A first person account written by my Great Grandmother
The Halifax Explosion took place on December 6th, 1917 at 9:05am. It was the result of a terrible accident when two ships collided in Halifax Harbor – one of them loaded with a cargo of 5.85 million pounds of extremely volatile explosives. The munitions ship, the Mont Blanc, instantly caught fire on impact, lost control, and traveled directly across the harbor to the North end of the city to Pier 6, where it wedged against the wharf and exploded with an enormous force.
The resulting rain of fire, burning oil, shrapnel, and the seismic blast and following tsunami destroyed not only the waterfront of the harbor, but large areas of both Dartmouth and Halifax. And because it was winter time, all the houses and businesses had their winter store of coal in their basements – adding more fuel to the terrible fires and destruction.
It is considered by many to be second only to the Atom Bomb in its devastation. Over 2,000 people were killed, over 6000 injured, and more than 9,000 people were left homeless.
The world was at war (World War I) and the massive explosion was initially thought to be an attack by the Germans. Halifax at the time was one of the main ports for war ships from different countries coming to North America from Europe carrying troops and supplies and also going the other way.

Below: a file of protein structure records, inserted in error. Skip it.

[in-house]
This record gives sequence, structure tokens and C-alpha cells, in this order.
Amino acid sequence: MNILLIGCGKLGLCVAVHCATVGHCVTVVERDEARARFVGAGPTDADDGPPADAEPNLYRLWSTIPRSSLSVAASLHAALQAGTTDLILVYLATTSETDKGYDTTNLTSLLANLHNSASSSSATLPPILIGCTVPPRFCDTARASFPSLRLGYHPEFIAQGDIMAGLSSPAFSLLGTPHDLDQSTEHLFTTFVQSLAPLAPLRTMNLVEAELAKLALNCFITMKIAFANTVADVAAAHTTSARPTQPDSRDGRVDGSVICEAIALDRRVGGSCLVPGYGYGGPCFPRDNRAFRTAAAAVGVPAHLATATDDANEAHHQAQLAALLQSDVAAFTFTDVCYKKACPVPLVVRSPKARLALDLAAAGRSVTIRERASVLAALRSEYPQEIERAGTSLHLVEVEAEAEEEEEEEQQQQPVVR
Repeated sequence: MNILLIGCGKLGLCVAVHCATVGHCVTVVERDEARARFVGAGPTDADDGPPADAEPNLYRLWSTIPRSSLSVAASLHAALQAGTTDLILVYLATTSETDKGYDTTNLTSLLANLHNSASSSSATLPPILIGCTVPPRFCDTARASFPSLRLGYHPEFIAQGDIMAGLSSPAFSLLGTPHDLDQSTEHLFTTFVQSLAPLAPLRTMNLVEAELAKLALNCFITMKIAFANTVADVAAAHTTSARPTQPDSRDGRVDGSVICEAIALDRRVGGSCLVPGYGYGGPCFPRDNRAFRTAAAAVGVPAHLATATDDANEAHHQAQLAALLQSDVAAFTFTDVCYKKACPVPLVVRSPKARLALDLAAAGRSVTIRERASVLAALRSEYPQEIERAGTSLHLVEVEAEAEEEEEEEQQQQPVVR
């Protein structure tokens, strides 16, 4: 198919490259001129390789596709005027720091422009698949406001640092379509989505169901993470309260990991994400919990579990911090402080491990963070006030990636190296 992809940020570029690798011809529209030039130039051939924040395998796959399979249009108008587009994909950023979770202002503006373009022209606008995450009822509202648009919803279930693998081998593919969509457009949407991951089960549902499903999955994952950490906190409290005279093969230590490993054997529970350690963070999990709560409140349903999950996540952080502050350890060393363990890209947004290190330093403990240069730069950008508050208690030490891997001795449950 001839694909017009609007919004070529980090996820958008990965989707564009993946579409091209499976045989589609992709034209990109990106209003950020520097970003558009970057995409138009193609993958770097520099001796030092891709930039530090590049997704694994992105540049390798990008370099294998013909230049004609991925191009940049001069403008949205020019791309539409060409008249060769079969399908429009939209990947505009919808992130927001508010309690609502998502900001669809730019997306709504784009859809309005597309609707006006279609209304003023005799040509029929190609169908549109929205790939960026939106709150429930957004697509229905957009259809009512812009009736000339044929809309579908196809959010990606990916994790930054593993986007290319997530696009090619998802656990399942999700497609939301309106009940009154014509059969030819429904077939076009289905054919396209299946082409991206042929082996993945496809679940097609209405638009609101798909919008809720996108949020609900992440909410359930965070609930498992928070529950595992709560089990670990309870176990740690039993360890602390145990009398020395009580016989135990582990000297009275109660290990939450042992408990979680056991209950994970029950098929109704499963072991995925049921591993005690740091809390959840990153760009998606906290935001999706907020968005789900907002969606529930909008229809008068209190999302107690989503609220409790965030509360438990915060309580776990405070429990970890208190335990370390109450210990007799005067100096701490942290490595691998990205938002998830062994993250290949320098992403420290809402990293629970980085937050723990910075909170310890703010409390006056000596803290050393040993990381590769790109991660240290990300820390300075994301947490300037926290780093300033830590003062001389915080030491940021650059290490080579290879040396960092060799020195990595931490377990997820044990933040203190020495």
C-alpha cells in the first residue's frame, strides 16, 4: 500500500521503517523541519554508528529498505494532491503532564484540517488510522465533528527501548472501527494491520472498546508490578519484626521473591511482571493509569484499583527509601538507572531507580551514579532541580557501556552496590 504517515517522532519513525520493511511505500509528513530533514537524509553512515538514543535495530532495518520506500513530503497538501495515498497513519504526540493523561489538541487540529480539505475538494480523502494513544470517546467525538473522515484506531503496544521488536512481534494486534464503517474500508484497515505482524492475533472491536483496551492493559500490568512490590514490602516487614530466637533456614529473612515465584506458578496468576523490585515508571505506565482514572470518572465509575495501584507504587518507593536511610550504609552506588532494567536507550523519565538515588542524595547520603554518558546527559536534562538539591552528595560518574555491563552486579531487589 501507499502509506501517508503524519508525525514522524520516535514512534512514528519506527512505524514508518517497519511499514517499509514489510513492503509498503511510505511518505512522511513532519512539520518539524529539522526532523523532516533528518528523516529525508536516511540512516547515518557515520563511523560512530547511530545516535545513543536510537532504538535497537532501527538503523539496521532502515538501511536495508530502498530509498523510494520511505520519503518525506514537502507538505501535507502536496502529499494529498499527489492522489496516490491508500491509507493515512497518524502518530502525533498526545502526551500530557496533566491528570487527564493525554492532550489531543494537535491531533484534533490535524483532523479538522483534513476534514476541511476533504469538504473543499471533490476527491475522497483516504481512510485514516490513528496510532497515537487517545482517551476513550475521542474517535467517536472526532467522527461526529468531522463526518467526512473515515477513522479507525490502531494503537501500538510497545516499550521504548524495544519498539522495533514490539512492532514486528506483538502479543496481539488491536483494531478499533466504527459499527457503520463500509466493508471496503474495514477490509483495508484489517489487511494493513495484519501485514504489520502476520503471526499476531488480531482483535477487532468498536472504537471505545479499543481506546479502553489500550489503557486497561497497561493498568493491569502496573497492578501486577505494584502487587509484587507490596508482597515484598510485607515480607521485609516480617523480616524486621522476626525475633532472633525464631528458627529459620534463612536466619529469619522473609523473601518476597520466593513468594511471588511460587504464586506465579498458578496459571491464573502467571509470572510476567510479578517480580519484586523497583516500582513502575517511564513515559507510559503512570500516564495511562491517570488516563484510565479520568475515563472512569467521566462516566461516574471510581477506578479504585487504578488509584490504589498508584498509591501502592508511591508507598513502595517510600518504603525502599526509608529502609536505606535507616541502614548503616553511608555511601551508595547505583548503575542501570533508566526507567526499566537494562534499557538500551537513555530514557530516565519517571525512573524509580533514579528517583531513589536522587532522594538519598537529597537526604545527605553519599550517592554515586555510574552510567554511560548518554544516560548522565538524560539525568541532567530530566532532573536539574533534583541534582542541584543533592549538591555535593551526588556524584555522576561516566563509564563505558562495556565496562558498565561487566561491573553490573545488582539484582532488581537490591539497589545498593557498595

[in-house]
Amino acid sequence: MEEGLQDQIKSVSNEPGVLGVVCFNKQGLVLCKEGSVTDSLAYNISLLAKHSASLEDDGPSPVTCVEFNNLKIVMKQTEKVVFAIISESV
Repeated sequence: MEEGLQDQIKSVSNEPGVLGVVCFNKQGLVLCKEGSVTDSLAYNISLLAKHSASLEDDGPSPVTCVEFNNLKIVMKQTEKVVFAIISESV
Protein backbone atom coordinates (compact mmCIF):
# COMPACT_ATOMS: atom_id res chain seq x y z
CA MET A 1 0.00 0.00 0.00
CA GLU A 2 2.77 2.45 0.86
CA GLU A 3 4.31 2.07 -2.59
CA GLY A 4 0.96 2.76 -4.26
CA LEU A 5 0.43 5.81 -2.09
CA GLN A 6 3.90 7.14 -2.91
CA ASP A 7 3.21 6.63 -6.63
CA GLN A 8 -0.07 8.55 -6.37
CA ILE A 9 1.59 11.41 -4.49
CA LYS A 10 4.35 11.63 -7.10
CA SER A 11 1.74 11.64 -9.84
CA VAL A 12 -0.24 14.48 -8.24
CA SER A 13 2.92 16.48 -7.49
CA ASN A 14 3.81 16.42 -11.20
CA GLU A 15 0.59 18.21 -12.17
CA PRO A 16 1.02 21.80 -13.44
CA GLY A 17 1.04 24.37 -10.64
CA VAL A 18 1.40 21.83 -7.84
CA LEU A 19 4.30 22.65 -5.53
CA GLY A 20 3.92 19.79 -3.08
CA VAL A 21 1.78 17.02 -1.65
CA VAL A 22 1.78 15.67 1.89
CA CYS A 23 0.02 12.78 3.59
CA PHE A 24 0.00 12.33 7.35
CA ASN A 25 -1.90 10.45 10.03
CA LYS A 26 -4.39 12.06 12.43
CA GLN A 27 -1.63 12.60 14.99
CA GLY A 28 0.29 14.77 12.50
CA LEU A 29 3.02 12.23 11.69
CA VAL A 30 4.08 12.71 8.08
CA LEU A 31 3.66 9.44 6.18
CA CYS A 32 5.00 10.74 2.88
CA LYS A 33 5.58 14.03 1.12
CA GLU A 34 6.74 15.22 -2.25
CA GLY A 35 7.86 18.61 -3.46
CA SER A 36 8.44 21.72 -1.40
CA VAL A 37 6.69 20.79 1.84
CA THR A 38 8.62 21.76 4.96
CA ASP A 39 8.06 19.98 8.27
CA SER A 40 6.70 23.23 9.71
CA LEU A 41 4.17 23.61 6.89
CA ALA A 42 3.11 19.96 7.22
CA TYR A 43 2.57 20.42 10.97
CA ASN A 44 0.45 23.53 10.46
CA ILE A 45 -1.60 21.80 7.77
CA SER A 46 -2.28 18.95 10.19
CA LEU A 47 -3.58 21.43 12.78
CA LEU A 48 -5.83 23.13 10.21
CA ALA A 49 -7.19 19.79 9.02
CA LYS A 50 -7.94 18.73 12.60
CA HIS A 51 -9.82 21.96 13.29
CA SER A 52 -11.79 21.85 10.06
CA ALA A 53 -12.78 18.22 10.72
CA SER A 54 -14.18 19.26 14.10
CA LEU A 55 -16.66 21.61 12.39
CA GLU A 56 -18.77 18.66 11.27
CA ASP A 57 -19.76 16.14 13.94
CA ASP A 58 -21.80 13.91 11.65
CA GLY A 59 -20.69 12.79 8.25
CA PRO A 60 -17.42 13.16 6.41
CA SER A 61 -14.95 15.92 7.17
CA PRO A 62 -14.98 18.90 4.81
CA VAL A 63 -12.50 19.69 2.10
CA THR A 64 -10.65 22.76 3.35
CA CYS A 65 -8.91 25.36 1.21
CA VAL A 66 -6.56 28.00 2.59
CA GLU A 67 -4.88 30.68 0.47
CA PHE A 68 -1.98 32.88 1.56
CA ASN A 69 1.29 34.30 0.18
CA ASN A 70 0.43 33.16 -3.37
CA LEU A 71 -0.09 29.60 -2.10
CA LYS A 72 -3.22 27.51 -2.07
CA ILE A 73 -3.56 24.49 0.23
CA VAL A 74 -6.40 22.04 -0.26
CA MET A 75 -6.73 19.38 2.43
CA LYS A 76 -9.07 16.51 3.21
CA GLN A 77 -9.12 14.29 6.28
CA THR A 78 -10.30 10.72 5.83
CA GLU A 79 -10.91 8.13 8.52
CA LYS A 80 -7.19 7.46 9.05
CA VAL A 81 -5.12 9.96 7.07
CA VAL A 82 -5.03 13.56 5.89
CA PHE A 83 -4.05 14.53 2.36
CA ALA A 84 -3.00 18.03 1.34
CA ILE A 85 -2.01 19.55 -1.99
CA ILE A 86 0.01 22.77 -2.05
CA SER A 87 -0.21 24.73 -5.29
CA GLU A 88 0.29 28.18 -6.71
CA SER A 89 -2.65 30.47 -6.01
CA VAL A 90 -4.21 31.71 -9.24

A number of German submarines had been found in the vicinity adding to the nervousness of the city’s population. Giant nets were put in place every evening to prevent subs from entering the harbor, and mine sweepers went on regular daily inspections at the harbor mouth where they would explode any German mines that were found.
But it wasn’t the Germans…
The destruction from the munition ship’s explosion was immediate and devastating. The seismic blast and flying shards of metal from the 6,880,627 pounds of iron hull (much of it vaporized in the blast in temperatures over 9,000 degrees F) and wood blew out all the glass in all of the buildings in a huge radius – causing horrible injuries, especially to the eyes.
Doctors and nurses rushed to Halifax from all over Canada and the Eastern United States to assist in caring for the wounded. And though there was a terrible loss of life, the disaster is credited with advancing many kinds of surgery (especially eye surgery), triage procedures and disaster preparedness procedures.
There are many accounts and books available on the subject if you are interested in more details…
The reason I am writing about this is because I was going through some family papers and found a photocopy of an old letter dated December 16, 1917 written by my Great Grandmother to her sister. In the letter she relates first hand, how the Francis family experienced the Halifax Explosion.
My Great Grandmother’s family lived in a big house on Coburg Road near Dalhousie University in Halifax – luckily they were far enough from the epicenter of the explosion that their house received relatively minor damage – only having most of their windows blown in. The family businesses also remained unscathed.
Like everyone in the intact part of the city, they opened their home to medical staff and patients, and helped in any way they could including making clothes for the children affected by the blast, and storing supplies for the needy.
Every able soldier and sailor in Halifax at the time was assigned work immediately following the explosion. They helped clear the debris and rescue victims, find bodies of the deceased, maintain order, and establish hospitals and other necessary emergency shelters and store houses. Their contribution was invaluable in getting the city back into some kind of normal.